The problem is that BMI focuses on height and weight alone; it does not tell you the ratio of fat to muscle mass and therefore people who are fundamentally slim often have a high BMI. Think of the English Rugby squad: they have a huge BMI but no-one could call them fat!
It’s far more helpful to take into account hip to waist ratio and muscle mass. And the great thing about high protein diets is that they focus on muscle and not weight. If you’re slim, feel fit and are medically fantastic, you’re certainly not a slave to the number on your scales.
As someone who sees so many people riddled with insecurities and confusion about their weight, I realize all too well BMI definitely does not help; thankfully the message has begun to spread.
Low GI is one of the buzzwords of the moment, and for excellent reason. Low GI foods that release energy slowly and sustainably, keeping glucose levels in your bloodstream steady, have indeed been shown to help regulate appetite and weight. High GI foods also tend to be the sugar and starch packed carbs which Go Lower avoids.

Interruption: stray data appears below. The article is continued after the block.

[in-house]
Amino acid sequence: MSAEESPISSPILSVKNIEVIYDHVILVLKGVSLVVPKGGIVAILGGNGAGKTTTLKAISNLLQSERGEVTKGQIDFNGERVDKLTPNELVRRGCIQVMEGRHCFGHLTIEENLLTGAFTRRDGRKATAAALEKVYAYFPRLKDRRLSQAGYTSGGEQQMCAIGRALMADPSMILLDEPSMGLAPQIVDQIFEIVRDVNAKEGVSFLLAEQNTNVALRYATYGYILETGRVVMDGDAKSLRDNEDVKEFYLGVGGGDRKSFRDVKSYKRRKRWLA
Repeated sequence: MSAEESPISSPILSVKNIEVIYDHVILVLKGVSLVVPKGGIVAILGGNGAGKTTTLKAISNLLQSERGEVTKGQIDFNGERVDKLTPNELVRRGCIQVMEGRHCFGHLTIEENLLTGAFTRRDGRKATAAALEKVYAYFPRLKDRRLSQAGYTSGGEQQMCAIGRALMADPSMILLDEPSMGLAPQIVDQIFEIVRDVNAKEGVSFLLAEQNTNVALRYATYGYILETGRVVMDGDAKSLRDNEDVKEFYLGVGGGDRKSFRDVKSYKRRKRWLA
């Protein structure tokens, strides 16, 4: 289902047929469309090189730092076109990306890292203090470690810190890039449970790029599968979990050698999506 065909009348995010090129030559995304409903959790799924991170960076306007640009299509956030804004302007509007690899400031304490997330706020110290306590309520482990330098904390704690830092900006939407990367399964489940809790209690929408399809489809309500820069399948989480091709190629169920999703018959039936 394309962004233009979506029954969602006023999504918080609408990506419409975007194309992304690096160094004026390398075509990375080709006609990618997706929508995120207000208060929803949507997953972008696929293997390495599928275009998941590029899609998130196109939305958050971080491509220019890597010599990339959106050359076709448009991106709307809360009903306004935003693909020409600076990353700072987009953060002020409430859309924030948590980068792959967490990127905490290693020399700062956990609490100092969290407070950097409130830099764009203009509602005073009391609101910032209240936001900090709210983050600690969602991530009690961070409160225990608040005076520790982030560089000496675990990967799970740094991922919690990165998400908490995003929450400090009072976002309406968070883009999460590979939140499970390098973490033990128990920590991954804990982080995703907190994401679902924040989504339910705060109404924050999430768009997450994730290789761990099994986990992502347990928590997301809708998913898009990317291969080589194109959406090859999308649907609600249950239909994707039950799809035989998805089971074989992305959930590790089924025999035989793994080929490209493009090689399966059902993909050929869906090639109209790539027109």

But the problem with buzzwords is that they tend to be seen in very simplistic terms, and Low GI needs a balanced approach rather than blind acceptance.
Fructose is a perfect example. The fact that this fruit sugar is ‘natural and ‘low GI’ leads many to believe it to be an ideal component of a healthy diet. However, a recent research paper on fructose by George A Bray, a specialist on obesity and metabolism (you can read it online here), highlights just how misguided this is, linking fructose to metabolic risks, obesity and gout.